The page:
That is if you equate romance with grit, smell, jolting and danger.
This advertisement from the San Luis Tribune – shortly after the nation’s centennial – outline the joys of land transportation in 1876.
Assuming the weather cooperated you could be in San Francisco 36 hours after departure from San Luis Obispo.
The Coast Stage Line Company offered daily departures at 5:30 a.m. with a transfer to the Southern Pacific railroad at Salinas City.
Southbound departures were at 5 p.m. for Guadalupe-Santa Barbara-San Buenaventura-Los Angeles and San Diego. No mention of how long the southbound journey would take.
By 1887 travelers could take the narrow gauge Pacific Coast Railway from San Luis Obispo to Los Olivos but further south required transfer to a stage coach.
By the time World War II rolled around the narrow-gauge railroad was being sold for scrap.
The major alternative was sailing up the coast. This would avoid the wild ride up Cuesta Grade or San Marcos Pass but there were occasional shipwrecks on that route as well. Me, I’d prefer to take my own horse if I could afford it.
Or wait for 2012 and take my air conditioned car.
The following is a reprint of historian Dan Krieger’s Times Past column from April 5, 2009:
THE TRAVAILS OF TRAVELERS ON THE SAN MARCOS PASS
A ‘trip to Santa Barbara is enjoyable, but a bit too long for total comfort. In the late 19th century, a trip to Santa Barbara could be exhausting.
It took two days with a combination of narrow-gauge rails and stagecoaches over the treacherous San Marcos Pass.
You could ride your own horse or drive a wagon or carriage.
You could take one of the Pacific Coast Steamship Company’s mail packets out of Port Harford, now Port San Luis near Avila Beach.
If the weather was a bit rough, they served up freshly fried pork to passengers as they boarded.
In an age before Dramamine, the fried pork was considered the best antidote for “mal de mer.”
My mother recalled the fried pork as she boarded a ship in Seattle bound for Port Harford in 1915.
It was the least expensive passage for her schoolmarm mother traveling to her brother’s summer home in Pismo Beach.
And the small ships bounced and rolled through the treacherous currents of the “un-Pacific” Ocean.
Most San Luis Obispans having business in Santa Barbara and points south after the early-1880s chose the relative comfort of the hard-bouncing Pacific Coast Railway to Los Olivos.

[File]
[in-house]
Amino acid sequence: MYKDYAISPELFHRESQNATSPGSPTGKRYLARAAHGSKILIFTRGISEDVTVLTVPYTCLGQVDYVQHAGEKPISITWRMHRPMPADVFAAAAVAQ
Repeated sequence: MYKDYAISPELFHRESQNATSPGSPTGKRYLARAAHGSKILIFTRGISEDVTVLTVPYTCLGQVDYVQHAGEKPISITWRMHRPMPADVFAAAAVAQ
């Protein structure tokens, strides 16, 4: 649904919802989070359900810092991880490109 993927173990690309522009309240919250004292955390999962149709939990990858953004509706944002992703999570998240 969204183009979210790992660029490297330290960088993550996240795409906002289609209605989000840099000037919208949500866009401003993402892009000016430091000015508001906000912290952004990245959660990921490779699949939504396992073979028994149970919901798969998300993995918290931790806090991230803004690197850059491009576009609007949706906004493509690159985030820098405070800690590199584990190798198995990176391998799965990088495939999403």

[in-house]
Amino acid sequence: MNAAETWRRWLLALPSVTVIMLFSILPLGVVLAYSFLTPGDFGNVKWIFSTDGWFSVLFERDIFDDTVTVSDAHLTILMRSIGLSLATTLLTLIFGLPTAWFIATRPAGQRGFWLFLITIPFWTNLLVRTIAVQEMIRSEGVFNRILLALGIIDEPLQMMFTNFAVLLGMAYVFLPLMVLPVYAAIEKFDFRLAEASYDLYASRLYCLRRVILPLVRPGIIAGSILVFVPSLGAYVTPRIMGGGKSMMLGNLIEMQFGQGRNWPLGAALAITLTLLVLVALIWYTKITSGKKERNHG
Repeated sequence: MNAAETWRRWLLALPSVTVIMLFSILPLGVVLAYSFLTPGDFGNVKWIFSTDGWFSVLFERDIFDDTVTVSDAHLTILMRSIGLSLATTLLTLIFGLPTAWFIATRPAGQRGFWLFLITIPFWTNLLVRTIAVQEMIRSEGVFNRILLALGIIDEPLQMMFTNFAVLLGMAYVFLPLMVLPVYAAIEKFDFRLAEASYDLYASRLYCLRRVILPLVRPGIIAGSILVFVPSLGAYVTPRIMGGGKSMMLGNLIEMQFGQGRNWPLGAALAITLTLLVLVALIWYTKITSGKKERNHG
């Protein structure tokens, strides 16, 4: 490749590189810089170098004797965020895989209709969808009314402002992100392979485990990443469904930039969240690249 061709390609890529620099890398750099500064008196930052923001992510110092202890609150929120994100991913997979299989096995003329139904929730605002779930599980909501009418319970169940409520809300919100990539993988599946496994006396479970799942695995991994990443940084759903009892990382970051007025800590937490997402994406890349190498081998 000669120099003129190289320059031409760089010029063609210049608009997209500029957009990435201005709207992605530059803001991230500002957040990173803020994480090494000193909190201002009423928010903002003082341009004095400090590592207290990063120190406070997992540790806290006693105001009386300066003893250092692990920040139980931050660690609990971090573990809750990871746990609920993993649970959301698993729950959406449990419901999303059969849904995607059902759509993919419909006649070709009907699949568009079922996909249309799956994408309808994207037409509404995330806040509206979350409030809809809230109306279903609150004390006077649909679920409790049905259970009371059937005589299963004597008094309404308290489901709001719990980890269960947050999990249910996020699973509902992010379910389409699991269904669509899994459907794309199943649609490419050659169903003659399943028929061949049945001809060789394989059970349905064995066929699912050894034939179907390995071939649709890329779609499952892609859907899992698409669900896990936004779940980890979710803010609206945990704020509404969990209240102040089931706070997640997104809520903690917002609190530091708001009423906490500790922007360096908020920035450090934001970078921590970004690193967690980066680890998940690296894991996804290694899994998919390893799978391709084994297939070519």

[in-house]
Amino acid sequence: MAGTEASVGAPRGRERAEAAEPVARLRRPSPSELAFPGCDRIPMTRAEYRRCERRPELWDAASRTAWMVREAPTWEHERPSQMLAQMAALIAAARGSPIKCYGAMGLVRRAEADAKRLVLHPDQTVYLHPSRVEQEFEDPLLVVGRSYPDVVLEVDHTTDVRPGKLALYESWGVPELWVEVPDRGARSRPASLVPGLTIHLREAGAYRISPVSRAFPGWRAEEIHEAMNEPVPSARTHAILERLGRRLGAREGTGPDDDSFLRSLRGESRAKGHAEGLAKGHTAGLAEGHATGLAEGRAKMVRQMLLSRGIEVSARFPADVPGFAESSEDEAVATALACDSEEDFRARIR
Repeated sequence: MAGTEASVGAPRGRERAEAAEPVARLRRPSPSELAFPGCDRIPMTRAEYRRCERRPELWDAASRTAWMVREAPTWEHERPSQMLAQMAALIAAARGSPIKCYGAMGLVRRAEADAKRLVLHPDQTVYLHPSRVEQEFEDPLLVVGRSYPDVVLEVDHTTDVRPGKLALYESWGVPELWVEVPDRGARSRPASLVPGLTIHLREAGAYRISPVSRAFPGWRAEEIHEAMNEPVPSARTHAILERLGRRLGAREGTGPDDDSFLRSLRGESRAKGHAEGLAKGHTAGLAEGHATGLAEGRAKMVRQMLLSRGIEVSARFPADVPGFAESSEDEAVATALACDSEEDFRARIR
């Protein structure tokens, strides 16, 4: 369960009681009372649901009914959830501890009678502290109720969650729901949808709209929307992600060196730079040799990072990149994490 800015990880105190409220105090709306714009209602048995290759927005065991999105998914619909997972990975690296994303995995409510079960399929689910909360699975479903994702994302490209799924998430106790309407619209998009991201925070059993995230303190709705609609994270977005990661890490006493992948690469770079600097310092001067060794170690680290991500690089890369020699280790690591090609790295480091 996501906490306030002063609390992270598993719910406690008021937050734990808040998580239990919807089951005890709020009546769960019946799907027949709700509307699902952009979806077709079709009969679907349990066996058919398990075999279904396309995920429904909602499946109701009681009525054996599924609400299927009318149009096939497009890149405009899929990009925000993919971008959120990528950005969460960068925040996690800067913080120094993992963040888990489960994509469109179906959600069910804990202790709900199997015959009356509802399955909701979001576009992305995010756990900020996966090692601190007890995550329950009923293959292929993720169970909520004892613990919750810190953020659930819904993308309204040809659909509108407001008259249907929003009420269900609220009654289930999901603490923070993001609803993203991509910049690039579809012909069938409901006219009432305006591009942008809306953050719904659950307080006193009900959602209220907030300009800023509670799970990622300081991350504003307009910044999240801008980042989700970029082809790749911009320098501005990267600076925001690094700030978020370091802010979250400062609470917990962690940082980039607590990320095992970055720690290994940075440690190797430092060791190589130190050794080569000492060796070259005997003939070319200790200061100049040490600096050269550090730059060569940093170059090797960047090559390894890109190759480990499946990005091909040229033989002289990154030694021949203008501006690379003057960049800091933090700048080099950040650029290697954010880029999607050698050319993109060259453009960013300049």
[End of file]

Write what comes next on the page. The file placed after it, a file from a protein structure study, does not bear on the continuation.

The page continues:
Leaving the Pacific Coast Railroad station at South and Higuera streets at 2:45 p. m. on the single daily run, you would reach Los Olivos at 6:50 p. m. The late arrival necessitated an overnight stay at Mattei’s or the Los Olivos Hotel. After breakfast, you would board the “mud stage” for Santa Barbara.
The Concord style stage coach was called a mud coach because of its low-slung suspension for stability on the narrow roads over the pass. This necessitated oil cloth and leather coverings to protect the passengers during inclement weather.
But if you did make it as far as Cold Springs Tavern at the northern end of the pass for a good lunch, you still had Slippery Rock to look forward to.
The rock was at the south end of Dr. Samuel Brinkerhoff’s turnpike, which came down the mountainous road several miles north of the present day Highway 154.
The large, bare, sloping sandstone outcropping is just east of the end of North Patterson Avenue in Goleta.
There, next to the Rancho del Ciervo tract reservoir, you can see the rock with a number of wagon wheel grooves deeply embedded in it.
In 1868, Brinkerhoff, a Santa Barbara physician, commissioned Chinese labor contractors to construct a toll road up to the San Marcos summit.
No amount of blasting powder, the only explosive available to the road crews, could remove the rock. And so it remained.
Gradually, the iron-rimmed wheels of the mud coaches wore into the rock’s surface.
Just like a bad, wheel grabbing groove in a modern road, the old grooves could produce tragic results for the stages as they descended the hill.
An Irish born veteran of the American Civil War, Patrick Kinevan, was in charge of the road during the 1870s and 1880s. The toll gate was his home at the Summit House.
After two bad turnovers in wet weather, Kinevan decided to do something about the ruts.
His solution was to chisel out two rather wide, permanent channels in the rock to act as guides for the stage wheels. This actually made a bad situation worse.
The rear axle of several stages snapped as the teams of horses pulled the stage too far to one side.
Soon drivers drove their coaches to the far sides of the rock, away from Kinevan’s “grooves.”
They put in a whole new set of grooves that were the plague of future coachmen.
By 1901, San Luis Obispo had a through connection on Southern Pacific’s mainline. But, there were still inconveniences — such as the frequent derailments with the telescoping of wooden passenger cars.